Twig blight of horizontal varieties of juniper, particularly "blue rug" types is a common problem. Phomopsis twig blight may also cause a more rare die back of branches on eastern red cedar (Juniperus virginiana), arborvitae (Thuja occidentalis), yews (Taxus), fir (Abies), Douglas fir (Pseudotsuga menziesii), larch (Larix), hemlock (Tsuga) and certain cedars.


Symptoms include the die back of the tips of branches that are equal to or smaller than the thickness of a pencil. Infected foliage becomes pale, then reddish brown and then turns brown or ash-gray after death.

To confirm the diagnosis of Phomopsis as the cause of the twig die back, scrape away the thin bark until you reach living wood. There should be a sharp line between the discolored dead wood and healthy wood. Also, look at the base of the ash-gray colored scale needles for small, black fruiting bodies.

These fruiting bodies form the spores that cause new infections. In wet weather, spores ooze from the fruiting bodies and splash onto new foliage. The spores are produced year around and infect yellowish green juvenile tissue. The darker green mature foliage is resistant to infection.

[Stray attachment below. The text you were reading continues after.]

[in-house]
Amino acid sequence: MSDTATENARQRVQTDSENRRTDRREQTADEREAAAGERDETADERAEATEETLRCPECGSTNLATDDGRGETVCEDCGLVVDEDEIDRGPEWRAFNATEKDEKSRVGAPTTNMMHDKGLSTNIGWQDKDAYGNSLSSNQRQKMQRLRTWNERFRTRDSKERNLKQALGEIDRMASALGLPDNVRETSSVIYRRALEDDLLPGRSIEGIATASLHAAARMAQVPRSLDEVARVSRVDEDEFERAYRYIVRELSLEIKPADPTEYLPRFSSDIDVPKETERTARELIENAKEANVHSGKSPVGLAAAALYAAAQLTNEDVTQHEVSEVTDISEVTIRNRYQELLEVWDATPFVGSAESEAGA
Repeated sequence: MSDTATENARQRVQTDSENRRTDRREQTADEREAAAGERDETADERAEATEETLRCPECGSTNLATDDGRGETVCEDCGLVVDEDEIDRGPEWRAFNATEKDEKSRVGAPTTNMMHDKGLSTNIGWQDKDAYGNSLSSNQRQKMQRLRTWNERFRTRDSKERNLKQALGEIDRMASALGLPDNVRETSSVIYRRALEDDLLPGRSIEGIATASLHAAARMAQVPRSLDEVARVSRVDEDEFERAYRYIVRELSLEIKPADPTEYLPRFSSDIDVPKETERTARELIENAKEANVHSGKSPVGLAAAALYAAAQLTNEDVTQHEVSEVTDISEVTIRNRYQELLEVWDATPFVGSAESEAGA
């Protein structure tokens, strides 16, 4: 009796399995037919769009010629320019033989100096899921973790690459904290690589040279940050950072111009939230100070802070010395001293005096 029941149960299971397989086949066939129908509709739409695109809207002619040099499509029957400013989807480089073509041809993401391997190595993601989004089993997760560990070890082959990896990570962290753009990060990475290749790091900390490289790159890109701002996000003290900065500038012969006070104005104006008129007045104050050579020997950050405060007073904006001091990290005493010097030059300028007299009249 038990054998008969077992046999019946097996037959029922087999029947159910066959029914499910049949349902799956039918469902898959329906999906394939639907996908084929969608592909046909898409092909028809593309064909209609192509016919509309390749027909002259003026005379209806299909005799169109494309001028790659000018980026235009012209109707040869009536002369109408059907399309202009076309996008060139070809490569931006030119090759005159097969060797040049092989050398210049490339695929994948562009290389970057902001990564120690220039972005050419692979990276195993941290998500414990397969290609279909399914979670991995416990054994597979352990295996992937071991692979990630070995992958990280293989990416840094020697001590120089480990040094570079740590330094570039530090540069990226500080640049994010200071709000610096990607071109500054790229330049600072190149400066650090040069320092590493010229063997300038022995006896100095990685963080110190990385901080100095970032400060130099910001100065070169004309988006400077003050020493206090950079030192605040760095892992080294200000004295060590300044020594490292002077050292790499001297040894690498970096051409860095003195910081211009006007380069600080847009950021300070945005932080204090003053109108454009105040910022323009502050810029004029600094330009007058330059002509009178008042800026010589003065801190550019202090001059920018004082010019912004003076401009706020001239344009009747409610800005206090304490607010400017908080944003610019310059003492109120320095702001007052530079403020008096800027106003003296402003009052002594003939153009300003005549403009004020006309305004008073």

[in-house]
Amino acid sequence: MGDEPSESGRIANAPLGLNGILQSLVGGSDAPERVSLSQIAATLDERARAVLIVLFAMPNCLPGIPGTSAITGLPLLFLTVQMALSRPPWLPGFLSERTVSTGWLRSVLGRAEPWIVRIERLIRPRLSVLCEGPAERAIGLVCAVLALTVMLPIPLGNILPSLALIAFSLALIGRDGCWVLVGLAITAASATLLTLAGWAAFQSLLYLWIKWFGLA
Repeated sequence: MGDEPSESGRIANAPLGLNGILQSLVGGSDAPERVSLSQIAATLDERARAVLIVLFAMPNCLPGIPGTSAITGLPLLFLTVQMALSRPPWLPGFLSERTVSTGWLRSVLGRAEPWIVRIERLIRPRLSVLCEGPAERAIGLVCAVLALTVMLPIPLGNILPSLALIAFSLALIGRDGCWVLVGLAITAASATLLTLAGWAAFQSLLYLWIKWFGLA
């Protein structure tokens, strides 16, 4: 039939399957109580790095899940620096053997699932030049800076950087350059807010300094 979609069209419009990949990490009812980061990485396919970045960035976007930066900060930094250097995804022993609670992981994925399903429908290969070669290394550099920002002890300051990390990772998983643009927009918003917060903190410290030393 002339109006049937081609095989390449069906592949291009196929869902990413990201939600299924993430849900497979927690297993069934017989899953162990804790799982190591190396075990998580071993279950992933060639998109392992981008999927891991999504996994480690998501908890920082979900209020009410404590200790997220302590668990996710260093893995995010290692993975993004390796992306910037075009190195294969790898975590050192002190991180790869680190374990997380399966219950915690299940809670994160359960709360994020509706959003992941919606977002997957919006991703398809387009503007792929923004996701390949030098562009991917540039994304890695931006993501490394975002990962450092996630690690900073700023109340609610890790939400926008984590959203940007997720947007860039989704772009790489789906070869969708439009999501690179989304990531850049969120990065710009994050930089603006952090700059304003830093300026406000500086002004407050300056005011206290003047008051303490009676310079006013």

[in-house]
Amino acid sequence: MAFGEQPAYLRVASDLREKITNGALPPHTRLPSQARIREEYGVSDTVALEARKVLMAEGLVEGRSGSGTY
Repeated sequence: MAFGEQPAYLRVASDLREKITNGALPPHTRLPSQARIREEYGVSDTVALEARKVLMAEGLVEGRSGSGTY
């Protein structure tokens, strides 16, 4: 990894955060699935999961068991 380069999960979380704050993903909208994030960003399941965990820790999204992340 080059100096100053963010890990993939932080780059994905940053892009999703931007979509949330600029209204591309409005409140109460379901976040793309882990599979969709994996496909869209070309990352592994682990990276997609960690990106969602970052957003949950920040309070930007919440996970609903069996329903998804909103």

Junipers generally have two flushes of growth under natural conditions, one in late April through June and another in late August to September. When growth coincides with wet, warm weather or frequent overhead watering, disease can be severe.

Most severely diseased plantings are the result of excessive wetness. This may be due to the site being poorly drained, shaded or over watered by irrigation. Under continuously wet conditions, an entire plant may die.


The major way of preventing twig blight is to plant Juniper species that are not susceptible to the disease. See the list below.


Prune out and destroy infected branches by cutting them back to where the live tissue exists. Plant susceptible species in areas with good air circulation and avoid overhead watering early in the day. Full sun sites are usually less of a problem because this helps the foliage to dry faster after rains and irrigation.

Chemical control would involve spraying a fungicide labeled for control of Phomopsis at budbreak in the spring and repeated at 10 to 14 day intervals until the new growth had matured to a dark green.

Note: We have provided some general information and observations on this topic aimed at the home gardener. Before you take any serious action in your landscape, check with your state's land grant university's Cooperative Extension Service for the most current, appropriate, localized recommendations.


The best approach to avoiding future problems is to plant resistant types of junipers. Those reported as resistant to Phomopsis twig blight include:

Whatever you plant, be sure to place it in as much sun as possible and choose a site with excellent drainage.   

 

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